The High Price of “Free” Trade: U.S. Trade Agreements and Access to Medicines


  • Ruth Lopert,

    1. Recently returned to the Australian drugs and therapeutics regulatory agency, the Therapeutic Goods Administration (TGA), following two years in Washington, D.C as Visiting Professor in the Department of Health Policy, at George Washington University (GW).
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  • Deborah Gleeson

    1. Lecturer in the School of Public Health and Human Biosciences at La Trobe University.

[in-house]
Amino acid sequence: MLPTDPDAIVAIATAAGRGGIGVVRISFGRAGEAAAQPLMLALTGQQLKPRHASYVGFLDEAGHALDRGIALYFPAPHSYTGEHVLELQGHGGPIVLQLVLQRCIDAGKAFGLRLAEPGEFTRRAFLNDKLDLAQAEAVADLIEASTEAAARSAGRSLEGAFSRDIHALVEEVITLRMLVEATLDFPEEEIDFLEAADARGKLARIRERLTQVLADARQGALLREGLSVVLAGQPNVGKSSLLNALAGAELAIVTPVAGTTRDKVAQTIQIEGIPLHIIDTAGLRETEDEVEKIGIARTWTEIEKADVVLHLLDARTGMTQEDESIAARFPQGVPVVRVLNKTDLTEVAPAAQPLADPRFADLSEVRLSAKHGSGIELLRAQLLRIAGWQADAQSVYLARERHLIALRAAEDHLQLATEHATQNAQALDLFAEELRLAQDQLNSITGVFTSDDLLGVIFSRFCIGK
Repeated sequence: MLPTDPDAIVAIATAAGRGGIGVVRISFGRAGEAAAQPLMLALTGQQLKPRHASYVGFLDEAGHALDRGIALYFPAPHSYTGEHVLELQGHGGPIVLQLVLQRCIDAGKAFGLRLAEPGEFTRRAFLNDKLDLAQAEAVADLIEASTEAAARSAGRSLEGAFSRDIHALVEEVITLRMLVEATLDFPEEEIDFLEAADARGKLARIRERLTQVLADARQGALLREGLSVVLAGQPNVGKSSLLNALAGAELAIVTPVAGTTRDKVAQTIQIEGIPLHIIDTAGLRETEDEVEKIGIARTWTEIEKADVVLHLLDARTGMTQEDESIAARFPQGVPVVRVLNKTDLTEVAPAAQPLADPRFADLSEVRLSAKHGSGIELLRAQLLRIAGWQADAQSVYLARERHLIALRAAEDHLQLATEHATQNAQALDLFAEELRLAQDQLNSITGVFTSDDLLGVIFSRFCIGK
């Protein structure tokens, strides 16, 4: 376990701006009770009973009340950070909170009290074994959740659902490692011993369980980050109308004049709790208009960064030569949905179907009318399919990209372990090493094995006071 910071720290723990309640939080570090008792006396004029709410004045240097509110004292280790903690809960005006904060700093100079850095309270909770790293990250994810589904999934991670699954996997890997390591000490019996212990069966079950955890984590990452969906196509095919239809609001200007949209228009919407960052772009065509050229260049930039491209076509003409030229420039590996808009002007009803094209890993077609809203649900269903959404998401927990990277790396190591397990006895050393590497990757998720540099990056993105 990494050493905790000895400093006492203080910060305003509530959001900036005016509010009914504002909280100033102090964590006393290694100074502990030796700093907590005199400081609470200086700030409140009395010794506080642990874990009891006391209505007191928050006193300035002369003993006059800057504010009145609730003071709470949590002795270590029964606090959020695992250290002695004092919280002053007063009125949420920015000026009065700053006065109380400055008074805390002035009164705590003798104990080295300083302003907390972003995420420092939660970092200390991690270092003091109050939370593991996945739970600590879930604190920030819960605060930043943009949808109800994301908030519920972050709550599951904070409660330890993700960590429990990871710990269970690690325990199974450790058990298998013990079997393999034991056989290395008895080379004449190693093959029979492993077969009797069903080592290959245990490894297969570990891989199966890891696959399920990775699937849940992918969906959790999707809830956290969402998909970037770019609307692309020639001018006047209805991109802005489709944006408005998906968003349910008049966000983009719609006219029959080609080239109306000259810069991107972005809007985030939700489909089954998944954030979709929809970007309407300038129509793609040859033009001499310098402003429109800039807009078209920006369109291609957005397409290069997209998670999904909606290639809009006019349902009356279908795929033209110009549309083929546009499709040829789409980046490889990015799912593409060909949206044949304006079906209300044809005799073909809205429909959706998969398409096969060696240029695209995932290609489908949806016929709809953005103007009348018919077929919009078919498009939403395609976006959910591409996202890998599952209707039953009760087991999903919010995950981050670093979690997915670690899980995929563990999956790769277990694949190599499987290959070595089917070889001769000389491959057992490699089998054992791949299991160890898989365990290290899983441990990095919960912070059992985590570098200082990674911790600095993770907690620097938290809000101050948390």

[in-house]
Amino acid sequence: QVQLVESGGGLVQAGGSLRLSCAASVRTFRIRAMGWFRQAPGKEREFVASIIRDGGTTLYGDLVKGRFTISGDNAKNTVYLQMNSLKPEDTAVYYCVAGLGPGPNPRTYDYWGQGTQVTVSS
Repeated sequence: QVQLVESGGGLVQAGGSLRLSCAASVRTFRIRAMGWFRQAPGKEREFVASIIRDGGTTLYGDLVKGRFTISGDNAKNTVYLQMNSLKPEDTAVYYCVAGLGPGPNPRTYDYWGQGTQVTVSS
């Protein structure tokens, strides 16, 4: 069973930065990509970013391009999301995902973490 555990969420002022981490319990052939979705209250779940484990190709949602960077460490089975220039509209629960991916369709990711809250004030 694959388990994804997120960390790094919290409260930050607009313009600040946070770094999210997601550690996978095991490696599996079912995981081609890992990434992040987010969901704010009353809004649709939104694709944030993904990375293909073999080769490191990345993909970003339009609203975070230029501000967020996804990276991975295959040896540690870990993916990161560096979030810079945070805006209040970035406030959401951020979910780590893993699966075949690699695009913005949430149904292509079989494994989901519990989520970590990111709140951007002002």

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The United States' pursuit of increasingly TRIPS-Plus levels of intellectual property protection for medicines in bilateral and regional trade agreements is well recognized. Less so, however, are U.S. efforts through these agreements to influence and constrain the pharmaceutical coverage programs of its trading partners. Although arguably unsuccessful in the Australia- U.S. Free Trade Agreement (AUSFTA), the U.S. nevertheless succeeded in its bilateral FTA with South Korea (KORUS) in establishing prescriptive provisions pertaining to the operation of coverage and reimbursement programs for medicines and medical devices, which have the potential to adversely impact future access in that country. More recently, draft texts leaked from the current Trans Pacific Partnership Agreement (TPPA) negotiations show that U.S. objectives include not only AUSFTA-Plus and KORUS-Plus IP provisions but also ambitious inroads into the domestic health programs of its TPPA partners. This highlights the apparent conflict between trade goals — pursued through multilateral legal instruments to promote economic “health”— and public health objectives, such as the development of treatments for neglected diseases, the pursuit of efficiency and equity in priority setting, and the procurement of medicines at prices that reflect their therapeutic value and facilitate affordable access.